Happy as a pig in... sci­en­tists study ex­pres­sions to get pic­ture of moods

The Herald - - NEWS - JODY HAR­RI­SON

IT is more of­ten de­ployed to help iden­tify crim­i­nals in a crowd, to un­lock a phone or to tag friends on a so­cial me­dia photo post.

But now sci­en­tists are us­ing fa­cial recog­ni­tion soft­ware to find out if a pig in mud re­ally is as happy as has been be­lieved up to now.

The state of the art tech­nol­ogy is to be used to pigs in a wide-rang­ing study to de­ter­mine if it can help farm­ers iden­tify the an­i­mals’ mood and gain help­ful in­sights into their well­be­ing.

An­i­mal be­haviourist­s from Scot­land’s Ru­ral Col­lege (SRUC) in Ed­in­burgh have teamed up with ma­chine vi­sion ex­perts at the Univer­sity of the West of Eng­land (UWE Bris­tol) for the re­search, which it is hoped will lead to a tool that can mon­i­tor in­di­vid­ual an­i­mals’ faces and alert farm­ers to any health and wel­fare prob­lems.

Pigs are highly ex­pres­sive and SRUC re­search has pre­vi­ously shown they can sig­nal their in­ten­tions to other pigs us­ing dif­fer­ent fa­cial ex­pres­sions.

There is also ev­i­dence of dif­fer­ent ex­pres­sions when they are in pain or un­der stress.

At SRUC’S Pig Re­search Cen­tre in Mid­loth­ian, sci­en­tists are cap­tur­ing

3D and 2D fa­cial im­ages of the breed­ing sow pop­u­la­tion un­der sit­u­a­tions that are likely to re­sult in dif­fer­ent emo­tional states.

One ex­am­ple they are pay­ing spe­cial at­ten­tion to is whether sows that have gone lame show dif­fer­ent fa­cial ex­pres­sions re­lat­ing to pain be­fore and af­ter be­ing given pain relief.

How­ever, de­tect­ing a pos­i­tive emo­tional state is more novel but the sci­en­tists are hop­ing that pigs’ well-known love of food will help them out.

Sows are said to be highly mo­ti­vated by food, and ap­pear calm and con­tent when they are full. It is hoped their mood will be re­flected in their fa­cial ex­pres­sions, giv­ing re­searchers a tem­plate to in­di­cate when the pigs are feel­ing well.

Im­ages of the pigs are pro­cessed at

UWE Bris­tol’s Cen­tre for Ma­chine Vi­sion, where var­i­ous cut­ting-edge learn­ing tech­niques are be­ing de­vel­oped to au­to­mat­i­cally iden­tify dif­fer­ent emo­tions con­veyed by the an­i­mals’ par­tic­u­lar fa­cial ex­pres­sions.

Af­ter val­i­dat­ing these tech­niques, the team will de­velop the tech­nol­ogy for on-farm use with com­mer­cial part­ners where in­di­vid­ual sows in large herds will be mon­i­tored con­tin­u­ously.

It is hoped that the tech­nique could help farm­ers save money by spot­ting prob­lems with their live­stock early, as well as im­prov­ing the pigs wel­fare.

Dr Emma Bax­ter, from SRUC, said: “Early iden­ti­fi­ca­tion of pig health is­sues gives farm­ers the po­ten­tial to im­prove an­i­mal well­be­ing by tack­ling any prob­lems quickly and im­ple­ment­ing tai­lored treat­ment for in­di­vid­u­als. This will re­duce pro­duc­tion costs by pre­vent­ing im­pact of health is­sues on per­for­mance. By fo­cus­ing on the pig’s face, we hope to de­liver a truly an­i­mal-cen­tric wel­fare as­sess­ment tech­nique, where the an­i­mal can ‘tell’ us how it feels about its own in­di­vid­ual ex­pe­ri­ences and en­vi­ron­ment.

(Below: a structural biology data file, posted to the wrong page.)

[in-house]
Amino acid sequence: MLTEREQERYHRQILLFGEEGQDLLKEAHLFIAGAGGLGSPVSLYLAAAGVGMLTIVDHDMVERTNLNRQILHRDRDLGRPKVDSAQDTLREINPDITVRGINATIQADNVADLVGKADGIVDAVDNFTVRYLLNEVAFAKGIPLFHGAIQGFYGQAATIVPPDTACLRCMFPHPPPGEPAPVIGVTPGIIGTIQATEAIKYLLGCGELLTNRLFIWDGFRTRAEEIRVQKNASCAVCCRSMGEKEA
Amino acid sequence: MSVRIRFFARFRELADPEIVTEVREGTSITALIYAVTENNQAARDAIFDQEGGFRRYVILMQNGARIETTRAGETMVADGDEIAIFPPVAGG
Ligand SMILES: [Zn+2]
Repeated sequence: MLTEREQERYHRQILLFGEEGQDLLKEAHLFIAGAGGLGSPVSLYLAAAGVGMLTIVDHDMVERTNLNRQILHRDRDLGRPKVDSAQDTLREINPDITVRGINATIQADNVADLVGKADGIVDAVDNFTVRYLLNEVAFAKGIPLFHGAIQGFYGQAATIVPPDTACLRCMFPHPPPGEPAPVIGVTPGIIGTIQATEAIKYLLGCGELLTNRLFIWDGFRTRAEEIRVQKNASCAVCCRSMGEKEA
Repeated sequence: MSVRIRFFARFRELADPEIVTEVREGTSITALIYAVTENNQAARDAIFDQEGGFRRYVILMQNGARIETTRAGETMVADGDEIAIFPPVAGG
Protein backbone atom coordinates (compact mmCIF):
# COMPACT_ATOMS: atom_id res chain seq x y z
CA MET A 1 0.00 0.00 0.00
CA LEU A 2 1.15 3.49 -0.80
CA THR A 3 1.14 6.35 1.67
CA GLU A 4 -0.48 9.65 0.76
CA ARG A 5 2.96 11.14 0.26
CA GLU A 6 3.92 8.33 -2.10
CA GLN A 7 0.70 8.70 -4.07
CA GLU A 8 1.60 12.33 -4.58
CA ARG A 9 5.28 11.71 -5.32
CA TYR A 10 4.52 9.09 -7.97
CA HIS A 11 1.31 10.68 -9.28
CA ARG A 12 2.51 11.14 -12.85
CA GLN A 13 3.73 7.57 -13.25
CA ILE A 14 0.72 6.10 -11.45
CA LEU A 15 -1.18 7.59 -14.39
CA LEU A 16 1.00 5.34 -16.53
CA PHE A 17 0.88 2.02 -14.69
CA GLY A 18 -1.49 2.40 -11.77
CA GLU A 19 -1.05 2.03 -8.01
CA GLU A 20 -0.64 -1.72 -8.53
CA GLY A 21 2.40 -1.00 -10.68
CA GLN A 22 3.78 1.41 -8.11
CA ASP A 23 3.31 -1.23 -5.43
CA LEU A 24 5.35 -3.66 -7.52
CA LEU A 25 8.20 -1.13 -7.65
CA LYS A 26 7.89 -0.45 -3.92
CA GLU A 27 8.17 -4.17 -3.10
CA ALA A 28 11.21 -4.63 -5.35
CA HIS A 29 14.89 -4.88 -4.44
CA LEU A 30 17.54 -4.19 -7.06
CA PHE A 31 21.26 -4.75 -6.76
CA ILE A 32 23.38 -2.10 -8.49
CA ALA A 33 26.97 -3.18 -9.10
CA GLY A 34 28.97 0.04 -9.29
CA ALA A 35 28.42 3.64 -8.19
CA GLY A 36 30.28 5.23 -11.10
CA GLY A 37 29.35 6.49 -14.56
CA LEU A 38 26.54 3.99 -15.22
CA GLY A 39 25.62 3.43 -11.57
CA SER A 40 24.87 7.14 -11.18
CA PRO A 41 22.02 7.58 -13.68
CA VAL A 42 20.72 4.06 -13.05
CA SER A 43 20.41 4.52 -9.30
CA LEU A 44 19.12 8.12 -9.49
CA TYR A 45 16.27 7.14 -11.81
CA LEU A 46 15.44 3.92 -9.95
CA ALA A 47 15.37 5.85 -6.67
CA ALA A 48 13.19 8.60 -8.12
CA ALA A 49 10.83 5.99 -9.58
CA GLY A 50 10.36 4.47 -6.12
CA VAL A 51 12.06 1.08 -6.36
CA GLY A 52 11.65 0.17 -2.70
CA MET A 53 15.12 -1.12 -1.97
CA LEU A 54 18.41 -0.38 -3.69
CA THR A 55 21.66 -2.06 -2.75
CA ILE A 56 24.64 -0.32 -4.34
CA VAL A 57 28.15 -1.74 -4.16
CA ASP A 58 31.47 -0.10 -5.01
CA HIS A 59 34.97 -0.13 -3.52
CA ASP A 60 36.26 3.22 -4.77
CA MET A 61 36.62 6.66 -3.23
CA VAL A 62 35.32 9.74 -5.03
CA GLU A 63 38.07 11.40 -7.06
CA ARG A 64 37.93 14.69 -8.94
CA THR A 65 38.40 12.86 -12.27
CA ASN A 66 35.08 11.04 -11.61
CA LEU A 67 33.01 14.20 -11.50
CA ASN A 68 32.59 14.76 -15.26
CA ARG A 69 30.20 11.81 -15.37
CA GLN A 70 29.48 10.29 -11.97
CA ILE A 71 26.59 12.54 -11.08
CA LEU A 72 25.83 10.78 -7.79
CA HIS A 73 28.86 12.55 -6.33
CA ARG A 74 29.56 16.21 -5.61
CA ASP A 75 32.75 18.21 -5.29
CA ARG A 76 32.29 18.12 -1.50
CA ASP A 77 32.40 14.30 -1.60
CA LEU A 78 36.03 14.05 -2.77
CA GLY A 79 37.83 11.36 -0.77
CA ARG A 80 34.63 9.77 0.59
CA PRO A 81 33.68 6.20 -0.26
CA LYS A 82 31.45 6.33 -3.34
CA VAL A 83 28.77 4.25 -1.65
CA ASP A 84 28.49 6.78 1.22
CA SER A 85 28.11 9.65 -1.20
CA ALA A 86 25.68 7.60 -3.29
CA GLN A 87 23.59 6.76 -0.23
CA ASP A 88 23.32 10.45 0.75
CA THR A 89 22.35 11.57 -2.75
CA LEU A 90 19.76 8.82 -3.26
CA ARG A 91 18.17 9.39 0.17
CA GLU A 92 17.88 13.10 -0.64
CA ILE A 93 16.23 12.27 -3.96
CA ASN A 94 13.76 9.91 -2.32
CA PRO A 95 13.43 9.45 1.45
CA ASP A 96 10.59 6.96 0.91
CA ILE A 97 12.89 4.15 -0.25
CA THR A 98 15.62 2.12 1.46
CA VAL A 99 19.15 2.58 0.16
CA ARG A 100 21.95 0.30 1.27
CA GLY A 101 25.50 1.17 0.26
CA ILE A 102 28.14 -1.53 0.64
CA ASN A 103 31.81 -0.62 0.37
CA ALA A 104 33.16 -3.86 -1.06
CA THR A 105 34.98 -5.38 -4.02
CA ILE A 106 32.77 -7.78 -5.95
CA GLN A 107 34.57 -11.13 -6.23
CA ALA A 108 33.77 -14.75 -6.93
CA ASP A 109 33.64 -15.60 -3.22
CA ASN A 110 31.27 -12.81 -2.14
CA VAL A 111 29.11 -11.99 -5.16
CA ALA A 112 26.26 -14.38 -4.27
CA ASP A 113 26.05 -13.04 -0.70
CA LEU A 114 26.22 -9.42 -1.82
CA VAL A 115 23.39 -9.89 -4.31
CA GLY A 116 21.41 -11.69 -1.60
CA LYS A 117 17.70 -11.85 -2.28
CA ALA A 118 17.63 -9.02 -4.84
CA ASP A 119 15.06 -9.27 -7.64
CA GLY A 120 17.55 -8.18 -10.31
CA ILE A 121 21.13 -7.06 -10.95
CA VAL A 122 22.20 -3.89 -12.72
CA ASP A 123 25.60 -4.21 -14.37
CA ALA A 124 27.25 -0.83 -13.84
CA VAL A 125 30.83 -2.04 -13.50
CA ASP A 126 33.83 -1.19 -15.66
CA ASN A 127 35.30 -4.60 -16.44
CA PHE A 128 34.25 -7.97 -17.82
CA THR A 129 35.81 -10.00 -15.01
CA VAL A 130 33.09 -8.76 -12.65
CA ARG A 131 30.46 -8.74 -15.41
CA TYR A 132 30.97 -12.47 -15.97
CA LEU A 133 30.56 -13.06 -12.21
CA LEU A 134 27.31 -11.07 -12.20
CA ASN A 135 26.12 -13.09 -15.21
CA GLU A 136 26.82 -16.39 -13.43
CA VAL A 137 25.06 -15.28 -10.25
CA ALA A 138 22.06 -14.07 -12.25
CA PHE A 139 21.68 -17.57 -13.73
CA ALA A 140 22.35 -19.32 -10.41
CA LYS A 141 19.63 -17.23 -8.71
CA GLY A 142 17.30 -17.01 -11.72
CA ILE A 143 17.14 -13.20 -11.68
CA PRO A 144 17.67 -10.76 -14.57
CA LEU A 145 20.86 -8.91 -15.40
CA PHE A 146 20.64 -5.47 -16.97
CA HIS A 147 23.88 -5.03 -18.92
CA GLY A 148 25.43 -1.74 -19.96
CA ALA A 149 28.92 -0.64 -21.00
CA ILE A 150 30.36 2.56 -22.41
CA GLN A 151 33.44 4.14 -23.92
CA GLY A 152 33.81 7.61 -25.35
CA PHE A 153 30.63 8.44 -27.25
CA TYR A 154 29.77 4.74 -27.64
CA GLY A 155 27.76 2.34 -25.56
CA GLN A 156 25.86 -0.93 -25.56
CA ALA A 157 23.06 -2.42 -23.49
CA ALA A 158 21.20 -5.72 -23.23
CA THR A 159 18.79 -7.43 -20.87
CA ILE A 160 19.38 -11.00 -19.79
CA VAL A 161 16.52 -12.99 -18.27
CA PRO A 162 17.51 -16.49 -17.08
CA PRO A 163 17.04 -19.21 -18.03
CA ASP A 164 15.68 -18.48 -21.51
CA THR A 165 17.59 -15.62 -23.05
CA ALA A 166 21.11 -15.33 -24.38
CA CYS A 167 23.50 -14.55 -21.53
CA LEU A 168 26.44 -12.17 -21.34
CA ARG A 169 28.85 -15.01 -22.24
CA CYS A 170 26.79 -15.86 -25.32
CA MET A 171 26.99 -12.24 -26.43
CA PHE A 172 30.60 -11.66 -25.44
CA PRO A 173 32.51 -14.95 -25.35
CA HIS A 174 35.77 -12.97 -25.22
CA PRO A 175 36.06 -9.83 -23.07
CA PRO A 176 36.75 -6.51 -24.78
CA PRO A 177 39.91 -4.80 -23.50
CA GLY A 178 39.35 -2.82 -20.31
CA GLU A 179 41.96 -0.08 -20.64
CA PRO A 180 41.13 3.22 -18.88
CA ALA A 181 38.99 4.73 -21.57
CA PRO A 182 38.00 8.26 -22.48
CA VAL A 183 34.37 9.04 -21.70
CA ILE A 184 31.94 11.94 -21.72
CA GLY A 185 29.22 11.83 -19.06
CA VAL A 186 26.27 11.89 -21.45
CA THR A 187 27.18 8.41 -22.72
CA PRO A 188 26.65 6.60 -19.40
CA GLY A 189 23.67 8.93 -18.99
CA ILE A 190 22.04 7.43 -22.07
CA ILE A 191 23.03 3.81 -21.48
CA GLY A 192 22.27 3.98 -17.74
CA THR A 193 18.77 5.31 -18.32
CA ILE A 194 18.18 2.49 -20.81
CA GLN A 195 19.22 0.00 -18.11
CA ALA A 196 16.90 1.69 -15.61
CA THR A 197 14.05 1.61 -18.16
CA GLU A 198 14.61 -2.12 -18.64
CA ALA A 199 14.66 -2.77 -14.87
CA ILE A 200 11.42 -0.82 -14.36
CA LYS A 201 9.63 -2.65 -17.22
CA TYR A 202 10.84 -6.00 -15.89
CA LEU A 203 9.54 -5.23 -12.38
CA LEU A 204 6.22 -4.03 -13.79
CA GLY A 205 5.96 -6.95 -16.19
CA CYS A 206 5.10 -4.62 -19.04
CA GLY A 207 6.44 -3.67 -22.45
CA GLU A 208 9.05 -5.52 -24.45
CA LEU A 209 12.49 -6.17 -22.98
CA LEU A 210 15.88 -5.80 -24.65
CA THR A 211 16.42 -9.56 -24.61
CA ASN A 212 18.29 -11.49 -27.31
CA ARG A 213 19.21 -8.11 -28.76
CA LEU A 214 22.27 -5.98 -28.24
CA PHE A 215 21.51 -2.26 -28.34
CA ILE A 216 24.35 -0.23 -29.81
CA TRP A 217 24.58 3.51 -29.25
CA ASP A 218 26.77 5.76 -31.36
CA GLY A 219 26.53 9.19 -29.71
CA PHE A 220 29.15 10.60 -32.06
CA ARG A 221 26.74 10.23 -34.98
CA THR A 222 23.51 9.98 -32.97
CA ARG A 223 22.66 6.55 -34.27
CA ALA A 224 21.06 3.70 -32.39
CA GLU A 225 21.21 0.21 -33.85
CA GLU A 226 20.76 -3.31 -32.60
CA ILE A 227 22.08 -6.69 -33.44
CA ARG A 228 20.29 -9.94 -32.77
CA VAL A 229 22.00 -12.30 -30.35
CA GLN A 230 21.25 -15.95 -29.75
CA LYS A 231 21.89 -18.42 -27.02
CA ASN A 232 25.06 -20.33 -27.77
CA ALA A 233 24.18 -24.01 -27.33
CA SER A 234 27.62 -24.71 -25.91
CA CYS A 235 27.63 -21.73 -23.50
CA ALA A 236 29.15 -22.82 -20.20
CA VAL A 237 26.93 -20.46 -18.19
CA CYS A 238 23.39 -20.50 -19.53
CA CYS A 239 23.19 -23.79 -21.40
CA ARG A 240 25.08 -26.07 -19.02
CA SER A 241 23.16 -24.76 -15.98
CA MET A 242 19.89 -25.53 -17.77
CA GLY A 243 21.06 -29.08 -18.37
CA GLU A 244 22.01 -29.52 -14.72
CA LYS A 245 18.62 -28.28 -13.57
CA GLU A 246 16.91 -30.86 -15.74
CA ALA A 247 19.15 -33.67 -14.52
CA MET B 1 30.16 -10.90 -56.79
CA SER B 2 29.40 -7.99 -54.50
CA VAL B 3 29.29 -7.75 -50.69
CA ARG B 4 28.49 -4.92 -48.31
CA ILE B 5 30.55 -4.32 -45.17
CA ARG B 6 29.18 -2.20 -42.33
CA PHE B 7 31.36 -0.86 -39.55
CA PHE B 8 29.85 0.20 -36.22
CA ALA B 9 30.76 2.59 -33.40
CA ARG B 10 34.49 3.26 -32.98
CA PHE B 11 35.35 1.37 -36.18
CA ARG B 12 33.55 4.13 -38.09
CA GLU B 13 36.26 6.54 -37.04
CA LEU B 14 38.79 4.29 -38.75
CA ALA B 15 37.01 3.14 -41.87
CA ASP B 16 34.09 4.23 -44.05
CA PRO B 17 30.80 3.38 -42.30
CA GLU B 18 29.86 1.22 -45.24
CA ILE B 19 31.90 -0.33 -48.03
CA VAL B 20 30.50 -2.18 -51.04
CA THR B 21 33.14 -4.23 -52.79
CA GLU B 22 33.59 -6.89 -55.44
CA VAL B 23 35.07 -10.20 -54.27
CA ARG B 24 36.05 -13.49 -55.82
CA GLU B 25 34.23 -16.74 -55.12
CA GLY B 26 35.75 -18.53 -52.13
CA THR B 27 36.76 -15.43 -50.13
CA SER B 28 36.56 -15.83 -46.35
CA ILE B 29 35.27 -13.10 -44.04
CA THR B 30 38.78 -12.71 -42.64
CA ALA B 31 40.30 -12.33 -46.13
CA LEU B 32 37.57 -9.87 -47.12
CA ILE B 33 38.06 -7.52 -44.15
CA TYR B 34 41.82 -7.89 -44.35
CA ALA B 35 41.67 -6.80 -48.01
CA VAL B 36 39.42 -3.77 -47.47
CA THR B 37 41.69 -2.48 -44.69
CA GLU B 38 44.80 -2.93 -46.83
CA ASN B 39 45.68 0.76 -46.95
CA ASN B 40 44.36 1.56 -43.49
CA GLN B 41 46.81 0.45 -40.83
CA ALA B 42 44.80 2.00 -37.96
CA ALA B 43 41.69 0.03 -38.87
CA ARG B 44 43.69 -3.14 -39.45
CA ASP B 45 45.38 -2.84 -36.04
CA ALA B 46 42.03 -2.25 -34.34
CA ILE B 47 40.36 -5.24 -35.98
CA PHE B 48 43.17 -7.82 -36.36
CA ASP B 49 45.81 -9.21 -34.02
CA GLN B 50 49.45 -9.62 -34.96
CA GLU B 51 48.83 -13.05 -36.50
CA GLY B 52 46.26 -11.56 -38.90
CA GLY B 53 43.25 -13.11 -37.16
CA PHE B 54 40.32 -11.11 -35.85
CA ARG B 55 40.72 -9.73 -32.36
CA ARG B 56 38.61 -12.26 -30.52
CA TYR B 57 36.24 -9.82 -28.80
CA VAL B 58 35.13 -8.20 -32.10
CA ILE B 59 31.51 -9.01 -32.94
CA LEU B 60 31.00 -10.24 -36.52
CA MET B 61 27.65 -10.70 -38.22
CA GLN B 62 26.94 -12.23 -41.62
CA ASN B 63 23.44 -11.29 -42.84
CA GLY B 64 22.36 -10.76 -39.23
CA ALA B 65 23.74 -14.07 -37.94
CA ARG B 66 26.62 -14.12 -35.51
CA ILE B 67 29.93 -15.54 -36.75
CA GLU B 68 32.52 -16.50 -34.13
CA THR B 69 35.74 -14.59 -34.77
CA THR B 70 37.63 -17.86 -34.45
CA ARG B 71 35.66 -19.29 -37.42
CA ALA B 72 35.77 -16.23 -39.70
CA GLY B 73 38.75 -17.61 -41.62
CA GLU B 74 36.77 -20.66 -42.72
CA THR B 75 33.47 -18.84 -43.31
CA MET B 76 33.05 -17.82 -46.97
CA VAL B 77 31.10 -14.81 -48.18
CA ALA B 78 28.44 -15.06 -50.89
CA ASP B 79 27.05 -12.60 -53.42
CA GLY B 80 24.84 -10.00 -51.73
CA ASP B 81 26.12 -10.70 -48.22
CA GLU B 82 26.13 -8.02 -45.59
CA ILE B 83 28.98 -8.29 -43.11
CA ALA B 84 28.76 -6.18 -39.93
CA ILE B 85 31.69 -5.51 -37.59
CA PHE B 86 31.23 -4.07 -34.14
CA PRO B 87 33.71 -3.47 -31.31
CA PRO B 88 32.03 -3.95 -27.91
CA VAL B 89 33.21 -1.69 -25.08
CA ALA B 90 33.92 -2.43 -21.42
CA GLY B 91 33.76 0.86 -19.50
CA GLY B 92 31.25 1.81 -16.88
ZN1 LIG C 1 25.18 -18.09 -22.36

She added: “This al­lows in­sight into both short-term emo­tional re­ac­tions and long-term in­di­vid­ual ‘moods’ of an­i­mals un­der our care.”

Pro­fes­sor Melvyn Smith, from UWE Bris­tol’s Cen­tre for Ma­chine Vi­sion, part of the Bris­tol Robotics Lab­o­ra­tory, said that work to iden­tify in­di­vid­ual ex­pres­sions sported by pigs was well un­der way, and that the next stage would be to tie that to their emo­tional states. Then a com­puter will have to be taught to make the link au­to­mat­i­cally, al­low­ing herds to be mon­i­tored by ar­ti­fi­cial in­tel­li­gence.

Mr Smith said: “Ma­chine vi­sion tech­nol­ogy of­fers the po­ten­tial to re­alise a low-cost, non-in­tru­sive and prac­ti­cal means to bio­met­ri­cally iden­tify in­di­vid­ual an­i­mals on the farm. Our work has al­ready demon­strated a 97% ac­cu­racy at fa­cial recog­ni­tion in pigs. Our next step will be, for the first time, to ex­plore the po­ten­tial for us­ing ma­chine vi­sion to au­to­mat­i­cally recog­nise fa­cial ex­pres­sions that are linked with core emo­tion states, such as hap­pi­ness or dis­tress, in the iden­ti­fied pigs.”

The study, which is be­ing funded by the Biotech­nol­ogy and Bi­o­log­i­cal Sci­ences Re­search Coun­cil, is also be­ing sup­ported by in­dus­try stake­hold­ers

JSR Ge­net­ics Ltd and Garth Pig Prac­tice, as well as pre­ci­sion live­stock spe­cial­ists Agsenze.

The pig can ‘tell’ us how it feels about its own ex­pe­ri­ences

Pic­ture: Cor­bis

„ These two pigs look as if they are en­joy­ing life and that’s what sci­en­tists want to see as they try out fa­cial recog­ni­tion soft­ware on them.

„ These two im­ages of a pig show how fa­cial recog­ni­tion tech­nol­ogy is reg­is­ter­ing the an­i­mal’s emo­tional state.

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